The Telegraph
Thursday , January 9 , 2014
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Of animals & spooky stories

Children had a date with a flying fox, a python and orang-utans, through the eyes of Australian author Christopher Cheng who held a string of interactive sessions in city schools.

Cheng told his young audience the story of his life, how he had opted for teaching as a profession before deciding to start writing. “I write stories that really interest me. The stories are written for me. I now have the best job in the world,” said the award-winning author, who spent some time working at a zoo.

At The Heritage School, Cheng talked about how he “mothered” a baby flying fox, feeding it with a dropper, teaching it toilet habits and how to fly, and rocked baby orang-utans. With the help of role-play, he taught the students how a python — his favourite animal after the flying fox — catches its prey.

“I wanted to write the story of my flying fox but some lady in England had already written about it. So I decided to write about my second favourite animal,” said Cheng about his picture book, Python.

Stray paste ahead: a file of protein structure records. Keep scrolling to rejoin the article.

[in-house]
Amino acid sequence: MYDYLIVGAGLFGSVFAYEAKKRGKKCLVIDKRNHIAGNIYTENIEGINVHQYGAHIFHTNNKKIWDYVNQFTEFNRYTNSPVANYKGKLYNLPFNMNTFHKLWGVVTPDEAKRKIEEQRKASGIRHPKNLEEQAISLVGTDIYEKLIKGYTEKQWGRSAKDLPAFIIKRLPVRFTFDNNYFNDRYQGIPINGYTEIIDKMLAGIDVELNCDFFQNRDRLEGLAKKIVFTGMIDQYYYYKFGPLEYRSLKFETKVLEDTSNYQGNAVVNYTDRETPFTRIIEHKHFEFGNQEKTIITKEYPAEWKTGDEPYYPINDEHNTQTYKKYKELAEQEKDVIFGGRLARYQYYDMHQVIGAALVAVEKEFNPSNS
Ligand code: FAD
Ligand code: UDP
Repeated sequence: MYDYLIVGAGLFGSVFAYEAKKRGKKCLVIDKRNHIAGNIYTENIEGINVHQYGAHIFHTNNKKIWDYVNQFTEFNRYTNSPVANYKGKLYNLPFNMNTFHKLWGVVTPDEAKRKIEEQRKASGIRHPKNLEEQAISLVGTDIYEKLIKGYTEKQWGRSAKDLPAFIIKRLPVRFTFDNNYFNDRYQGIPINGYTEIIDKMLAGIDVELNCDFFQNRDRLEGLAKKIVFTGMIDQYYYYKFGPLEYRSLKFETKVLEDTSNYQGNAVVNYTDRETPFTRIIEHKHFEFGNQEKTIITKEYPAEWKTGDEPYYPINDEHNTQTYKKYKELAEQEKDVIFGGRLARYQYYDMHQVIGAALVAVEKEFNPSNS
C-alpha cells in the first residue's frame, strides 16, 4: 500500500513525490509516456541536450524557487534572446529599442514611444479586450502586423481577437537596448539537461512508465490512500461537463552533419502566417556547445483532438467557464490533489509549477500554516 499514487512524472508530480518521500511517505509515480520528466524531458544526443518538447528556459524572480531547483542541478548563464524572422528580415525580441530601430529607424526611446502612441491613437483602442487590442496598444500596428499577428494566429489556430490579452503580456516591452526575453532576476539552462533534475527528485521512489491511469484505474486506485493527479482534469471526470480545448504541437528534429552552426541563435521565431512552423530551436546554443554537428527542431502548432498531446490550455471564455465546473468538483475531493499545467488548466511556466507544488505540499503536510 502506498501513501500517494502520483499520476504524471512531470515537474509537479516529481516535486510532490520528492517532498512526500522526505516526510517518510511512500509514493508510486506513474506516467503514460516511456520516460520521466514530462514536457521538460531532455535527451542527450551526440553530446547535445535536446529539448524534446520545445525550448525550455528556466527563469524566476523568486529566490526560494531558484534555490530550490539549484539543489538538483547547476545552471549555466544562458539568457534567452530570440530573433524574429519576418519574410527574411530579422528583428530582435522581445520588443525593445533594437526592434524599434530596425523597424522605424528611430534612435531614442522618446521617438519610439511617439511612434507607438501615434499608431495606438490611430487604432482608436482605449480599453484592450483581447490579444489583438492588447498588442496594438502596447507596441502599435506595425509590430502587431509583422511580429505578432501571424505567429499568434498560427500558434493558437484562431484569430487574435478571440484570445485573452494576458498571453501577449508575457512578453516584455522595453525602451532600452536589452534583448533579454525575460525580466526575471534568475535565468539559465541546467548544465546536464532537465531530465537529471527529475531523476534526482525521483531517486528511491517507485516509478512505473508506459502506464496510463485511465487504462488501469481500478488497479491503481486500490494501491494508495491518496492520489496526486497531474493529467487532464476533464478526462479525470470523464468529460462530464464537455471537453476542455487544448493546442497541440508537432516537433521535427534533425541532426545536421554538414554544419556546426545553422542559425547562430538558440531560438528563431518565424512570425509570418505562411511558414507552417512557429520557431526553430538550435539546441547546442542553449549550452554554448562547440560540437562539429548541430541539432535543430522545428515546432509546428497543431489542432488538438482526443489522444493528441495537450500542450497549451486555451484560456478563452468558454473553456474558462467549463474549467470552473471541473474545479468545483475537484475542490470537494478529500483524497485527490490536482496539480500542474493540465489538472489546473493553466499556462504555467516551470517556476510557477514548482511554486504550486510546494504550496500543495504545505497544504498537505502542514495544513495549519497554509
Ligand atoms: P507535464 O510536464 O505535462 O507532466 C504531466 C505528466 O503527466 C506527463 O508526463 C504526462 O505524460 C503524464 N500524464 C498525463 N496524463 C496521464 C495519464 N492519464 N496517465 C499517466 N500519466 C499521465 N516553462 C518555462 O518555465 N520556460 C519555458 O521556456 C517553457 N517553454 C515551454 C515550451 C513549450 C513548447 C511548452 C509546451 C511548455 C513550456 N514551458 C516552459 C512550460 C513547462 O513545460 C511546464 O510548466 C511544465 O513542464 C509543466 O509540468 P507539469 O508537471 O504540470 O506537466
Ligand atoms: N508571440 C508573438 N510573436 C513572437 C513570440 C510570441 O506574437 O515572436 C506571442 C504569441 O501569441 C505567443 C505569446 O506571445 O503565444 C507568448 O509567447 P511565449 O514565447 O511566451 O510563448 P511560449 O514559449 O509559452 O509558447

“I loved the session with Cheng. The way he imitated the python was the funniest,” said Ankit Maity, a member of the school’s creative writing club.

Cheng also gave the children a peek into Sounds Spooky, a book inspired by night-time sounds. “Sounds Spooky took me 10 years to write while Python was written over a weekend,” he explained.

At La Martiniere for Girls (LMG) the next day, Cheng spoke about the importance of having an imaginative mind. “I write my books using my imagination. Always let your imagination run wild,” he said before creating a short imaginative story on the spot.

“Story ideas can come out of anywhere,” the author explained to his young audience. He told the girls how he admired C.S. Lewis’s The Lion, the Witch and the Wardrobe. Cheng has 200 editions of the book and reads at least one of them every year. Elena Mathew, Class V, found the author, who prefers writing for kids as “adults and young adults are boring”, amusing.

Cheng also conducted workshops at Calcutta Boys’ School and Apeejay School, Park Street. “He is an amazing storyteller,” said Duke Pandey, a Class IX student at Apeejay.